The Advance Wars series is really great and only has very cartoony slapstick violence.
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Check the ESRB ratings! They do a good job of telling you about stuff you'd find objectionable. Not that there are really any games like that for the DS, aside from a remake of Resident Evil. Elite Beat Agents is a fun musical game, there's a wide range of cartoon and movie tie-ins if that's what your kids are in to, and there's Nintendogs, which is basically a virtual puppy you get to take care of and teach tricks and such to, which is pretty nice. As good as Brain Age is, I just can't see a 10 year old having the patience to do 100 math problems a day. Basically, anything with Nintendo's own characters (Mario, Kirby, Zelda, Pokémon, Star Fox, etc.) will be a pretty safe bet. Cooking Mama is also pretty good from what I hear.
Originally posted by AlexElite Beat Agents is a fun musical game, there's a wide range of cartoon and movie tie-ins if that's what your kids are in to, and there's Nintendogs, which is basically a virtual puppy you get to take care of [...] Cooking Mama is also pretty good from what I hear.
Good call on Nintendogs. I haven't played much of Elite Beat Agents, but I loved what I've played (if I don't get it for Christmas, I'll buy it right afterwards) and it seems like it would be a good choice too. Cooking Mama, though, I had it for a while and wound up trading it off - the game was very repetitive and the controls were unreliable.
Pieman: another one kids might like is Animal Crossing. You make a character and inhabit a town - you have to perform odd jobs, interact with other characters, catch fish and collect bugs and fossils... it's very family-friendly. Personally, I refuse to have that game in my house after I lost about three full months to the Gamecube version.
Clubhouse Games is a collection of 42 card games and parlour games (chess, checkers, Othello, darts, bowling). It has a selection of really simple card games that are perfect for kids. Personally, I spend all my time playing President (which should be called "Asshole" but for some reason Nintendo does not agree with me).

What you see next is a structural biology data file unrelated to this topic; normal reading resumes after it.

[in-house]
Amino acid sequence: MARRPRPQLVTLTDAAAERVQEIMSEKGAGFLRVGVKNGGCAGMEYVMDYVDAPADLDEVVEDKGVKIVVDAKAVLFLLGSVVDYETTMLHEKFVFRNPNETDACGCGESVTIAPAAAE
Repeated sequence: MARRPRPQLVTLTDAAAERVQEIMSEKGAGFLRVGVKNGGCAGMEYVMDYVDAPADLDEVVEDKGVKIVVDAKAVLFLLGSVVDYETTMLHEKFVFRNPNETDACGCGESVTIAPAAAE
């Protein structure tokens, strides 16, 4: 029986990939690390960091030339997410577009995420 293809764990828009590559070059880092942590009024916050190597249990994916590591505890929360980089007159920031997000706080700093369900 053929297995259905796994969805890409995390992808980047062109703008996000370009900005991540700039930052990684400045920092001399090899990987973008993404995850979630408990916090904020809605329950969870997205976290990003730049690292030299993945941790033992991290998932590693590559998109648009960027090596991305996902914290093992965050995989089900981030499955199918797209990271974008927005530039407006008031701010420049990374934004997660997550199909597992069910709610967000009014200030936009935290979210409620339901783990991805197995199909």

Also, the Game Boy Advance has lots of collections of classic games from older systems. The Activision collection has around 40 Atari 2600 games, including greats like River Read and Pitfall!. There are two Namco Museum collections - I prefer the first one. I also had the Konami collection which was great, but I traded it off recently in anticipation of the forthcoming Konami collection for the DS, which will hopefully have all the same games and more.
EDIT: "River Read?" River RAID. Me type good.
ALSO EDIT: Beware the really cheap Game Boy Advance games that have two classic arcade games or board games on one cartridge. Some GBA games are cheap, half-assed, and rushed to stores because people will buy recognizable names. I recommend reading a few reviews online before buying any specific game. Personally, I like the reviews on IGN.com, though a lot of people don't seem to. If anyone else likes specific review sites, I'm open to suggestions.
Originally posted by AlexAs good as Brain Age is, I just can't see a 10 year old having the patience to do 100 math problems a day.
Ha! You never seen kids like mine! Two two oldest continue to attend advanced math classes a grade level above their current grade and they aren't very challenged. 100 a day might be the exact ticket for them!
Thanks so much for all the advice and I will be checking out the sites linked above.
I think I will be getting the DS Lite after all these ideas from you fine folks. It's threads like these that make this an awesome community of people willing to share their knowledge and experience. Makes an old guy all mushy around the holidays.
Originally posted by rinbergSo, you're getting one DS Lite for three kids between the ages of 7 and 10 to share? I have *gots* to meet these kids, because mine would kill each other without an imposed schedule of ownership.
Well, right now we have one computer that five of us share. They don't get a lot of screen time now and it is timed and monitored. I am sure we'll have a few disagreements, but there will be a strict schedule on use of the plaything. They'll get along or they'll find that I'm the only one using it to play Space Invaders!
Not sure if Joystiq is behind due to Christmas, my Google Reader is being slow, or they're moving their new release news to Tuesdays. DSiWare North America (Monday) - Oregon Trail (800 points) - Sudoku Sensei (500 points) - Glow Artisan (500 points)...